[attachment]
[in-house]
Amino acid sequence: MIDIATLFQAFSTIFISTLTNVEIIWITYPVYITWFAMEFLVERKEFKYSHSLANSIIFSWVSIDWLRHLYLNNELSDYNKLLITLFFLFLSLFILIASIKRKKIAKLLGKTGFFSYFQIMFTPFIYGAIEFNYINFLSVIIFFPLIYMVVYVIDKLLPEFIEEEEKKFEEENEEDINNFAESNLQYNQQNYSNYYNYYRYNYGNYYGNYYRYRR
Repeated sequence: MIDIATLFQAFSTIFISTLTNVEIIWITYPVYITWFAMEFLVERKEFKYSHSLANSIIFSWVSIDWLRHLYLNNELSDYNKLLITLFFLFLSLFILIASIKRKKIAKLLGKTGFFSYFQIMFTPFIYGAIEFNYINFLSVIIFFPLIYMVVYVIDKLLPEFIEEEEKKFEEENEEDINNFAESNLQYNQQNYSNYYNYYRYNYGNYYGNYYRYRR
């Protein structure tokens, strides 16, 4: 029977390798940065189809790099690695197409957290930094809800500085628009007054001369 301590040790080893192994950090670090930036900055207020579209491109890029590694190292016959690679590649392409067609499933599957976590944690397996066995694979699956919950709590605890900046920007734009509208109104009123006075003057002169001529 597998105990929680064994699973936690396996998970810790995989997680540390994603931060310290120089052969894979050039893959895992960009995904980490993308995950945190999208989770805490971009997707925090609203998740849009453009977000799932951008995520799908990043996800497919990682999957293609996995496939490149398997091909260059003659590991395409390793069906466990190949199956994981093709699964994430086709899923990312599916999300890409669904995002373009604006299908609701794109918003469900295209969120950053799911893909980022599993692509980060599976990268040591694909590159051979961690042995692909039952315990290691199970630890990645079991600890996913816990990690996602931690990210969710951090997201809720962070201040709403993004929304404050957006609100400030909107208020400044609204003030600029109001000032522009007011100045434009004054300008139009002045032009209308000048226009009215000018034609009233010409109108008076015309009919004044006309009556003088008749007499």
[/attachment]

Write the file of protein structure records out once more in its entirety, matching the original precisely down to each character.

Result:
[in-house]
Amino acid sequence: MIDIATLFQAFSTIFISTLTNVEIIWITYPVYITWFAMEFLVERKEFKYSHSLANSIIFSWVSIDWLRHLYLNNELSDYNKLLITLFFLFLSLFILIASIKRKKIAKLLGKTGFFSYFQIMFTPFIYGAIEFNYINFLSVIIFFPLIYMVVYVIDKLLPEFIEEEEKKFEEENEEDINNFAESNLQYNQQNYSNYYNYYRYNYGNYYGNYYRYRR
Repeated sequence: MIDIATLFQAFSTIFISTLTNVEIIWITYPVYITWFAMEFLVERKEFKYSHSLANSIIFSWVSIDWLRHLYLNNELSDYNKLLITLFFLFLSLFILIASIKRKKIAKLLGKTGFFSYFQIMFTPFIYGAIEFNYINFLSVIIFFPLIYMVVYVIDKLLPEFIEEEEKKFEEENEEDINNFAESNLQYNQQNYSNYYNYYRYNYGNYYGNYYRYRR
């Protein structure tokens, strides 16, 4: 029977390798940065189809790099690695197409957290930094809800500085628009007054001369 301590040790080893192994950090670090930036900055207020579209491109890029590694190292016959690679590649392409067609499933599957976590944690397996066995694979699956919950709590605890900046920007734009509208109104009123006075003057002169001529 597998105990929680064994699973936690396996998970810790995989997680540390994603931060310290120089052969894979050039893959895992960009995904980490993308995950945190999208989770805490971009997707925090609203998740849009453009977000799932951008995520799908990043996800497919990682999957293609996995496939490149398997091909260059003659590991395409390793069906466990190949199956994981093709699964994430086709899923990312599916999300890409669904995002373009604006299908609701794109918003469900295209969120950053799911893909980022599993692509980060599976990268040591694909590159051979961690042995692909039952315990290691199970630890990645079991600890996913816990990690996602931690990210969710951090997201809720962070201040709403993004929304404050957006609100400030909107208020400044609204003030600029109001000032522009007011100045434009004054300008139009002045032009209308000048226009009215000018034609009233010409109108008076015309009919004044006309009556003088008749007499």